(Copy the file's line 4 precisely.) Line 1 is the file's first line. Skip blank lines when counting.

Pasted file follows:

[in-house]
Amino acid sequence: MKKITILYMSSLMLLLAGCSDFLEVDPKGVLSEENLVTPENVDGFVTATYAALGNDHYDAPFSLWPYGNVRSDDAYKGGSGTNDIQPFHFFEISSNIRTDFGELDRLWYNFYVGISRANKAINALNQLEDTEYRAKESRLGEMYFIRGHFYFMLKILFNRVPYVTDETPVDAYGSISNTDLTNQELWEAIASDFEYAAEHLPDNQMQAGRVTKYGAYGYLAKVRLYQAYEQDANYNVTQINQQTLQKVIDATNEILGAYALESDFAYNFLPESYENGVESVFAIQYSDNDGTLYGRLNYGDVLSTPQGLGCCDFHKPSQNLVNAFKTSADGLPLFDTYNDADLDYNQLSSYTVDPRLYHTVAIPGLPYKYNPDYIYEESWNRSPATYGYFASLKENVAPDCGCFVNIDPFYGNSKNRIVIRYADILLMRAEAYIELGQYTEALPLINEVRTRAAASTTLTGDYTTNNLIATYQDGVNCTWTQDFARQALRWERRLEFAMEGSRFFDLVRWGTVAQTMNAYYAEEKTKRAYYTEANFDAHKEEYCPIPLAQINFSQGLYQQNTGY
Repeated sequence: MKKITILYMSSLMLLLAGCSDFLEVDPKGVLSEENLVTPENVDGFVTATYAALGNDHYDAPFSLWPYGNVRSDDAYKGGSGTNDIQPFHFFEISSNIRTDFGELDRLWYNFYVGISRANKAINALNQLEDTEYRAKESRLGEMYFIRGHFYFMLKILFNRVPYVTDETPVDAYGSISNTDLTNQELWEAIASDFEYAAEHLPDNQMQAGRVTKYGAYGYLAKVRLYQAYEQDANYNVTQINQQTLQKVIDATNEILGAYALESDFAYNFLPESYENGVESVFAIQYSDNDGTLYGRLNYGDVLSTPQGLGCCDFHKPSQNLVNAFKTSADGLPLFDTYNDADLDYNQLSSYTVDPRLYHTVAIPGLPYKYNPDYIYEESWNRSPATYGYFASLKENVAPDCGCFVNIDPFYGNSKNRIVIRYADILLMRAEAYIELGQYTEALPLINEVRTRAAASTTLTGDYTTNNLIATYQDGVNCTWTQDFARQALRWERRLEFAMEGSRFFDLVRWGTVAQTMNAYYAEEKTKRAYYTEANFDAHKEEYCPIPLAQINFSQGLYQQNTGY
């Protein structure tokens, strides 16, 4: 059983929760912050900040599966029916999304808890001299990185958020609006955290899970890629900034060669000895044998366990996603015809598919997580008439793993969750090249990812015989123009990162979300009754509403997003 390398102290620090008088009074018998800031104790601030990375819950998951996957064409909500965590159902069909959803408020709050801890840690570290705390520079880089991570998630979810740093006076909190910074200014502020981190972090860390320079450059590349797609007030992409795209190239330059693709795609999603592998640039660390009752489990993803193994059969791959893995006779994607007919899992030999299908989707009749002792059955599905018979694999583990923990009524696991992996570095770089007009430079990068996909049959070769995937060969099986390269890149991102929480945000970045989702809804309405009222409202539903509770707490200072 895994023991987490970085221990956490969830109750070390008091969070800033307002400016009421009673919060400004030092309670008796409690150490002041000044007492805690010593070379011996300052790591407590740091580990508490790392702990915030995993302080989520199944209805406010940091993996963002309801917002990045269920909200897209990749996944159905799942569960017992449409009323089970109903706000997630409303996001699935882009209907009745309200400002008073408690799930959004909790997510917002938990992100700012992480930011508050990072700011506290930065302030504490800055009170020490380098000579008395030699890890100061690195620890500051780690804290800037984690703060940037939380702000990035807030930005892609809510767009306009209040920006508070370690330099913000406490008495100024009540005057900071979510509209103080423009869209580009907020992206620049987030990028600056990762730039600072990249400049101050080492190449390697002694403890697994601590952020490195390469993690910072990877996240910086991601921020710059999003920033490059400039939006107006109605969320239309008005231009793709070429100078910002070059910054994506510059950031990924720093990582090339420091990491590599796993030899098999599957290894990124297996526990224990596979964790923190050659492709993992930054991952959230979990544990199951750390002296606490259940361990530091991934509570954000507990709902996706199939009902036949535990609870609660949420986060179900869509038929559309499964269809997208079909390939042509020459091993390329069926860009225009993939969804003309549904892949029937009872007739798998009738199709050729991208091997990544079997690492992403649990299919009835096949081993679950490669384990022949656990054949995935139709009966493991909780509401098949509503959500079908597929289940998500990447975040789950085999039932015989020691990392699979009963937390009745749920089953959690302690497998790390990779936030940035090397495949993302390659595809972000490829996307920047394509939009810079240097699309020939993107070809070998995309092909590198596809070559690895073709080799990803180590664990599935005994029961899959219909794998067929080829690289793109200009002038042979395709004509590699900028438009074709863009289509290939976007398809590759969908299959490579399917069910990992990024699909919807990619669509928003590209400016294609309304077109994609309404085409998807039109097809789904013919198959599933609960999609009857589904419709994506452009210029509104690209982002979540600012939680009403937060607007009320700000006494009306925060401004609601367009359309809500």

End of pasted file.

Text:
């Protein structure tokens, strides 16, 4: 059983929760912050900040599966029916999304808890001299990185958020609006955290899970890629900034060669000895044998366990996603015809598919997580008439793993969750090249990812015989123009990162979300009754509403997003 390398102290620090008088009074018998800031104790601030990375819950998951996957064409909500965590159902069909959803408020709050801890840690570290705390520079880089991570998630979810740093006076909190910074200014502020981190972090860390320079450059590349797609007030992409795209190239330059693709795609999603592998640039660390009752489990993803193994059969791959893995006779994607007919899992030999299908989707009749002792059955599905018979694999583990923990009524696991992996570095770089007009430079990068996909049959070769995937060969099986390269890149991102929480945000970045989702809804309405009222409202539903509770707490200072 895994023991987490970085221990956490969830109750070390008091969070800033307002400016009421009673919060400004030092309670008796409690150490002041000044007492805690010593070379011996300052790591407590740091580990508490790392702990915030995993302080989520199944209805406010940091993996963002309801917002990045269920909200897209990749996944159905799942569960017992449409009323089970109903706000997630409303996001699935882009209907009745309200400002008073408690799930959004909790997510917002938990992100700012992480930011508050990072700011506290930065302030504490800055009170020490380098000579008395030699890890100061690195620890500051780690804290800037984690703060940037939380702000990035807030930005892609809510767009306009209040920006508070370690330099913000406490008495100024009540005057900071979510509209103080423009869209580009907020992206620049987030990028600056990762730039600072990249400049101050080492190449390697002694403890697994601590952020490195390469993690910072990877996240910086991601921020710059999003920033490059400039939006107006109605969320239309008005231009793709070429100078910002070059910054994506510059950031990924720093990582090339420091990491590599796993030899098999599957290894990124297996526990224990596979964790923190050659492709993992930054991952959230979990544990199951750390002296606490259940361990530091991934509570954000507990709902996706199939009902036949535990609870609660949420986060179900869509038929559309499964269809997208079909390939042509020459091993390329069926860009225009993939969804003309549904892949029937009872007739798998009738199709050729991208091997990544079997690492992403649990299919009835096949081993679950490669384990022949656990054949995935139709009966493991909780509401098949509503959500079908597929289940998500990447975040789950085999039932015989020691990392699979009963937390009745749920089953959690302690497998790390990779936030940035090397495949993302390659595809972000490829996307920047394509939009810079240097699309020939993107070809070998995309092909590198596809070559690895073709080799990803180590664990599935005994029961899959219909794998067929080829690289793109200009002038042979395709004509590699900028438009074709863009289509290939976007398809590759969908299959490579399917069910990992990024699909919807990619669509928003590209400016294609309304077109994609309404085409998807039109097809789904013919198959599933609960999609009857589904419709994506452009210029509104690209982002979540600012939680009403937060607007009320700000006494009306925060401004609601367009359309809500």